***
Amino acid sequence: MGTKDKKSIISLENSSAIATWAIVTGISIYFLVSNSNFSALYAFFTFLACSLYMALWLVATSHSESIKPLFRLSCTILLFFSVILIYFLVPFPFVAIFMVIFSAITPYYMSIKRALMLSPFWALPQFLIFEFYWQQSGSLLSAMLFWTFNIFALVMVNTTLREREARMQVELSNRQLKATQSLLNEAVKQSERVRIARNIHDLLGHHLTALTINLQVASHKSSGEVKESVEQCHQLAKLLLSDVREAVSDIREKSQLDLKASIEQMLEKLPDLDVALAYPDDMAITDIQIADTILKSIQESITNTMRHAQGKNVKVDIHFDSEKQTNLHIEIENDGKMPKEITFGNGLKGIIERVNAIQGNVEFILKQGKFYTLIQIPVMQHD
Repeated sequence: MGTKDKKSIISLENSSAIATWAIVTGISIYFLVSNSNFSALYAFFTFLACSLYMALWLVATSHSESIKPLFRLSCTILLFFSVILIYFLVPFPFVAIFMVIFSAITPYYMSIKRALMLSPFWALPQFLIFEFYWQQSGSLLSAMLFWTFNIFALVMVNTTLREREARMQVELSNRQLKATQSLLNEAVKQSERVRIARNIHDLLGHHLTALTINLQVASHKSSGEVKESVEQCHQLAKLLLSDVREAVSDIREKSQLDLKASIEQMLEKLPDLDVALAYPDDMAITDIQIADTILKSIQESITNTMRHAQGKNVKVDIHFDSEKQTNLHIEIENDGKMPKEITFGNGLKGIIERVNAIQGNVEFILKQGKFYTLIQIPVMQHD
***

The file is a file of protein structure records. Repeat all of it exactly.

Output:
Amino acid sequence: MGTKDKKSIISLENSSAIATWAIVTGISIYFLVSNSNFSALYAFFTFLACSLYMALWLVATSHSESIKPLFRLSCTILLFFSVILIYFLVPFPFVAIFMVIFSAITPYYMSIKRALMLSPFWALPQFLIFEFYWQQSGSLLSAMLFWTFNIFALVMVNTTLREREARMQVELSNRQLKATQSLLNEAVKQSERVRIARNIHDLLGHHLTALTINLQVASHKSSGEVKESVEQCHQLAKLLLSDVREAVSDIREKSQLDLKASIEQMLEKLPDLDVALAYPDDMAITDIQIADTILKSIQESITNTMRHAQGKNVKVDIHFDSEKQTNLHIEIENDGKMPKEITFGNGLKGIIERVNAIQGNVEFILKQGKFYTLIQIPVMQHD
Repeated sequence: MGTKDKKSIISLENSSAIATWAIVTGISIYFLVSNSNFSALYAFFTFLACSLYMALWLVATSHSESIKPLFRLSCTILLFFSVILIYFLVPFPFVAIFMVIFSAITPYYMSIKRALMLSPFWALPQFLIFEFYWQQSGSLLSAMLFWTFNIFALVMVNTTLREREARMQVELSNRQLKATQSLLNEAVKQSERVRIARNIHDLLGHHLTALTINLQVASHKSSGEVKESVEQCHQLAKLLLSDVREAVSDIREKSQLDLKASIEQMLEKLPDLDVALAYPDDMAITDIQIADTILKSIQESITNTMRHAQGKNVKVDIHFDSEKQTNLHIEIENDGKMPKEITFGNGLKGIIERVNAIQGNVEFILKQGKFYTLIQIPVMQHD